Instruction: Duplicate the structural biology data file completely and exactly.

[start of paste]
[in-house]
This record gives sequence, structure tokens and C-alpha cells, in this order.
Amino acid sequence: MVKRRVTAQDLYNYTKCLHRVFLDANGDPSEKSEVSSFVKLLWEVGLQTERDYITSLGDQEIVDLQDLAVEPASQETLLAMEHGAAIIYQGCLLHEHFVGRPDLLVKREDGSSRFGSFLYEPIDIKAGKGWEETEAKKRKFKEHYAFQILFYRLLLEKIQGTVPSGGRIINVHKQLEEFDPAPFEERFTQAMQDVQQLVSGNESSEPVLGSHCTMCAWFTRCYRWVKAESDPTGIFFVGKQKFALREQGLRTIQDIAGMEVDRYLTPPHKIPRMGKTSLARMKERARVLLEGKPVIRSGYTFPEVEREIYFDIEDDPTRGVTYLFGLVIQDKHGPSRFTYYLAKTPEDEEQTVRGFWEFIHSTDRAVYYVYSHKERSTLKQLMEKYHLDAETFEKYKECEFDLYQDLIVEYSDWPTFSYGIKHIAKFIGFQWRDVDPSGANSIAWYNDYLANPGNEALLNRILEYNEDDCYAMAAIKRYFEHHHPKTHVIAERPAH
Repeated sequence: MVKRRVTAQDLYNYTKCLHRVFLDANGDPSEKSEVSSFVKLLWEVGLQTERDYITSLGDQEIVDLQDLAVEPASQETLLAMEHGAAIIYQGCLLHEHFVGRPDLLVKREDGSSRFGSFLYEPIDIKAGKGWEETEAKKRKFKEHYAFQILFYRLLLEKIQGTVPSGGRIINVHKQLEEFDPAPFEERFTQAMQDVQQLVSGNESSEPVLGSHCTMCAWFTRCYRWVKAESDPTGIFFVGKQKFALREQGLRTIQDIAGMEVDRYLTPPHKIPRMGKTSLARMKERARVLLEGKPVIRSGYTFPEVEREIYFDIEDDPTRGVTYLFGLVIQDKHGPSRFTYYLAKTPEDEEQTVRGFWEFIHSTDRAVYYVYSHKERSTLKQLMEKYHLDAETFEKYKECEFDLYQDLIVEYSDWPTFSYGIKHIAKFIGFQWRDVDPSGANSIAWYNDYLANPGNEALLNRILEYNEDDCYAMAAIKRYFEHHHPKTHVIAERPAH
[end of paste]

[in-house]
This record gives sequence, structure tokens and C-alpha cells, in this order.
Amino acid sequence: MVKRRVTAQDLYNYTKCLHRVFLDANGDPSEKSEVSSFVKLLWEVGLQTERDYITSLGDQEIVDLQDLAVEPASQETLLAMEHGAAIIYQGCLLHEHFVGRPDLLVKREDGSSRFGSFLYEPIDIKAGKGWEETEAKKRKFKEHYAFQILFYRLLLEKIQGTVPSGGRIINVHKQLEEFDPAPFEERFTQAMQDVQQLVSGNESSEPVLGSHCTMCAWFTRCYRWVKAESDPTGIFFVGKQKFALREQGLRTIQDIAGMEVDRYLTPPHKIPRMGKTSLARMKERARVLLEGKPVIRSGYTFPEVEREIYFDIEDDPTRGVTYLFGLVIQDKHGPSRFTYYLAKTPEDEEQTVRGFWEFIHSTDRAVYYVYSHKERSTLKQLMEKYHLDAETFEKYKECEFDLYQDLIVEYSDWPTFSYGIKHIAKFIGFQWRDVDPSGANSIAWYNDYLANPGNEALLNRILEYNEDDCYAMAAIKRYFEHHHPKTHVIAERPAH
Repeated sequence: MVKRRVTAQDLYNYTKCLHRVFLDANGDPSEKSEVSSFVKLLWEVGLQTERDYITSLGDQEIVDLQDLAVEPASQETLLAMEHGAAIIYQGCLLHEHFVGRPDLLVKREDGSSRFGSFLYEPIDIKAGKGWEETEAKKRKFKEHYAFQILFYRLLLEKIQGTVPSGGRIINVHKQLEEFDPAPFEERFTQAMQDVQQLVSGNESSEPVLGSHCTMCAWFTRCYRWVKAESDPTGIFFVGKQKFALREQGLRTIQDIAGMEVDRYLTPPHKIPRMGKTSLARMKERARVLLEGKPVIRSGYTFPEVEREIYFDIEDDPTRGVTYLFGLVIQDKHGPSRFTYYLAKTPEDEEQTVRGFWEFIHSTDRAVYYVYSHKERSTLKQLMEKYHLDAETFEKYKECEFDLYQDLIVEYSDWPTFSYGIKHIAKFIGFQWRDVDPSGANSIAWYNDYLANPGNEALLNRILEYNEDDCYAMAAIKRYFEHHHPKTHVIAERPAH